Ethiopian authorities must investigate ethnic Amhara massacre

Ethiopian authorities have an urgent need to launch an impartial investigation into the summary murder of more than 400 ethnic Amhara on June 18, 2022.

Hundreds of people were killed in Tole Kebele in the Oromia region that day, and dozens were injured. The attack was committed by the Oromo Liberation Army (OLA), according to survivors and relatives of the victims. A local official who spoke to Amnesty International said at least 450 people had been killed in the attack.


Amnesty International interviewed ten people, including five eyewitnesses, survivors, relatives of the victims and a local official. Everyone told the same story about massacres, house fires and looting. Analysis of satellite images from Amnesty’s Crisis Evidence Lab also confirms allegations that fires broke out in Tole Kebele on 18 June.

“These horrific murders in Tole, allegedly committed by the Oromo Liberation Army, show the perpetrators’ complete disregard for human life,” said Amnesty International’s Deprose Muchena. “This heartless massacre, which also killed women and children, must be investigated independently and thoroughly. The Ethiopian authorities must ensure that the perpetrators of these murders are brought to justice. ‘

‘Mostly women and children killed’

According to nine witnesses, the attack started on June 18 around noon. Many adults had by that time left their homes to go to work or do other things. Witnesses said OLA troops first surrounded nearby villages. It was mainly mothers and children who had remained in the villages. They could not escape from the attackers. All the witnesses Amnesty spoke to said they had lost several relatives, most of whom were women and children.

Jamila *, who received gunshot wounds, said: “I was plowing around 9am when they suddenly attacked us. They hit me with bullets and slaughtered my mother. I lay among six dead until I was rescued. They slaughtered my husband with banga The others were killed with bangs and bullets. ‘

Hussein *, a 64-year-old man, said he had lost 22 children and grandchildren. He said he ran for his life when the shooting started and that the women and children stayed home, assuming they would be spared. Hussein: ‘They killed 42 people in one place. There was only one grown man among them, the others were women and children. We found their corpses stacked somewhere. Newborn babies were among the dead. ‘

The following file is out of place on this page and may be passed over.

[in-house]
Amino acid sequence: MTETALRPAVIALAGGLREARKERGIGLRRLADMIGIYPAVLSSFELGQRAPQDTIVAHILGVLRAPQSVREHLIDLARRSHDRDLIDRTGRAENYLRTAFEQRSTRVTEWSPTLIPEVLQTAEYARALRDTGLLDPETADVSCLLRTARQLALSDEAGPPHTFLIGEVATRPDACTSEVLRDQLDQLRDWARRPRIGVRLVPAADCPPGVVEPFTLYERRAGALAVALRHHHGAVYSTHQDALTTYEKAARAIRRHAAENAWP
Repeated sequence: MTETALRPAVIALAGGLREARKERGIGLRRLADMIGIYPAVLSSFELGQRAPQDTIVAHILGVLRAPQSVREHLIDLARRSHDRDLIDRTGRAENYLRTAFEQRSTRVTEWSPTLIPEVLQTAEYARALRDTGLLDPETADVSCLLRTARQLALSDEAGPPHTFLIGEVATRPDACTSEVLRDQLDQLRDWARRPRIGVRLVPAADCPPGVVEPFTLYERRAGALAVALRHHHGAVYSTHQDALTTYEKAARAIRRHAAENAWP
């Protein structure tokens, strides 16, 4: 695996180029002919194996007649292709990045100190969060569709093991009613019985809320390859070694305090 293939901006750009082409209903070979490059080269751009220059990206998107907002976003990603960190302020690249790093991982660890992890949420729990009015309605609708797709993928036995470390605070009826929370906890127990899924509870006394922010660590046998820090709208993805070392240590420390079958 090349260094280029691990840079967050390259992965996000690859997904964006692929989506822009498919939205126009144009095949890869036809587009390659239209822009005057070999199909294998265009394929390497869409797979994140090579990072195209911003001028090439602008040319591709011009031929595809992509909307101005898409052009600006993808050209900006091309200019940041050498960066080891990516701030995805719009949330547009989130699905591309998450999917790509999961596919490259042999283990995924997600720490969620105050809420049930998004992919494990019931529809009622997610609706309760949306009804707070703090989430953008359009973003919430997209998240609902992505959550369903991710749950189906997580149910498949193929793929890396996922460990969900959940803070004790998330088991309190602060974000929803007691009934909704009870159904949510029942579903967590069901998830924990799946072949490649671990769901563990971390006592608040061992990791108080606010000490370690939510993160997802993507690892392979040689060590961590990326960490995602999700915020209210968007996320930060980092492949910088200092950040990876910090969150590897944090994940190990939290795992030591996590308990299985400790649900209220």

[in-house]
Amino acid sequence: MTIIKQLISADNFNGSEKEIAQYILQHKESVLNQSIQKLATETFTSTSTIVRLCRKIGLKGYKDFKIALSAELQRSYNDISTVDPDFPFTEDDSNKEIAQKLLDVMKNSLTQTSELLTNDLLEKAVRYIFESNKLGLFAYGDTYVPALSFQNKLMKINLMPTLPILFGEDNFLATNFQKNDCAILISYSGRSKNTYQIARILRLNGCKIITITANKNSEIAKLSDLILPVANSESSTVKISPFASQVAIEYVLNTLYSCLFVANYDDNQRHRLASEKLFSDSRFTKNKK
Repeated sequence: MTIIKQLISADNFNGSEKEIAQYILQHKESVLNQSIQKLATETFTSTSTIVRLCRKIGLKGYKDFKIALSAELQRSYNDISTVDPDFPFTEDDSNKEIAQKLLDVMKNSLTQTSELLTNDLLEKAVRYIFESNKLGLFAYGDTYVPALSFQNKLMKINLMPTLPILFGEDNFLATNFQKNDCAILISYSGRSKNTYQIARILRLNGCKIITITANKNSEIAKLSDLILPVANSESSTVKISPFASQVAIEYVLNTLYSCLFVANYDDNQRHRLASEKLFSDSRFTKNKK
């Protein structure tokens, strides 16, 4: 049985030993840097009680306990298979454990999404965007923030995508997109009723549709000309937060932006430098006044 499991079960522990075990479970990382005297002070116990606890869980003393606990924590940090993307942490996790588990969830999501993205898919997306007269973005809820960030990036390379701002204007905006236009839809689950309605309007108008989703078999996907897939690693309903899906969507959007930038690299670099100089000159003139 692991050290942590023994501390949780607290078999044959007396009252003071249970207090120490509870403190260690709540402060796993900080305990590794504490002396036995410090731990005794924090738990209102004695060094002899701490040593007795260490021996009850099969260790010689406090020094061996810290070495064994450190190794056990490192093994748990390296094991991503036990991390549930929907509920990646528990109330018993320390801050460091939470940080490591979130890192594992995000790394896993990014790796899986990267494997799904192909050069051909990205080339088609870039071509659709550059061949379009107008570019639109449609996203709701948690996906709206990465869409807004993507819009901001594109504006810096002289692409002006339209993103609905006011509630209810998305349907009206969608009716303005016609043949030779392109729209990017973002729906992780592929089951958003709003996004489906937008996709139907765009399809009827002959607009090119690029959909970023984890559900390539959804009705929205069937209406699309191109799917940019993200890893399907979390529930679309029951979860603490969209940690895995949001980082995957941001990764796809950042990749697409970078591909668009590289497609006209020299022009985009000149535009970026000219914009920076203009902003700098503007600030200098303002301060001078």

Jemal *, a local official, lost his three children and his wife, who was seven months pregnant. “When I was looking for them on the street and in the bushes … I found 28 dead bodies next to my wife and children. I found them in the area of ​​the Silsaw Mosque. Near Chekorsa, 104 people were killed. Only “Five of them are adult men. The others are women and children. 112 people were killed in the Silsaw district… many of the victims were children, even newborn babies and toddlers.” He said their bodies were filled with bullets.

According to witnesses, some residents of the villages were armed, but they were outnumbered and unable to defend themselves. Witnesses said they knew the attackers were from the OLA because of their characteristic long braided hair, their military camouflage suits and because they spoke the Oromiffa language.

‘They set fire to my neighbor’s house’

In addition to the massacre, OLA soldiers also set fire to houses and looted livestock, money and grain. Dawud * said he saw OLA troops attack his neighbor: “They also set fire to my neighbor’s house while the family with his children and grandchildren and others (twelve people in total) were inside. One of them was seven months pregnant “and was with his two children. They were buried together because they were completely charred.”

Witnesses said OLA has been active in the area for at least 4 years. “This is not the first time ethnic Amhara has been attacked in the Oromia region. The Ethiopian government must protect the ethnic Amhara in Oromia from illegal killings and other human rights violations, “Deprose Muchena said.

The authorities do not respond

According to a local official, the attack was immediately reported to authorities, who said they were unable to respond because the road was closed. According to nine witnesses, government forces did not intervene during the 5-hour attack. It is only 49 km drive from the town of Gimbi, where the local district administration is located, to Tole. Still, residents said government forces did not arrive until hours after the OLA soldiers had left.

“The widespread impunity in Ethiopia is at the root of the cycles of violence. The authorities must immediately order a credible and independent investigation into all atrocities committed in the country. And they should facilitate access to the International Commission of Human Rights Experts set up by the UN Human Rights Council,” Deprose said. Muchena.


The Oromo Liberation Army (OLA) split from the Oromo Liberation Front (OLF) after the OLF entered politics in 2018. Public authorities refer to the OLA as the OLF Shane. Since 2018, there have been regular armed clashes between OLA troops and the government army in western and southern Oromia.

Amnesty International has previously documented attacks on ethnic Amhara allegedly carried out by OLA forces. But OLA officials denied the allegations and instead blamed government forces.

* Names have been changed to protect their identity.

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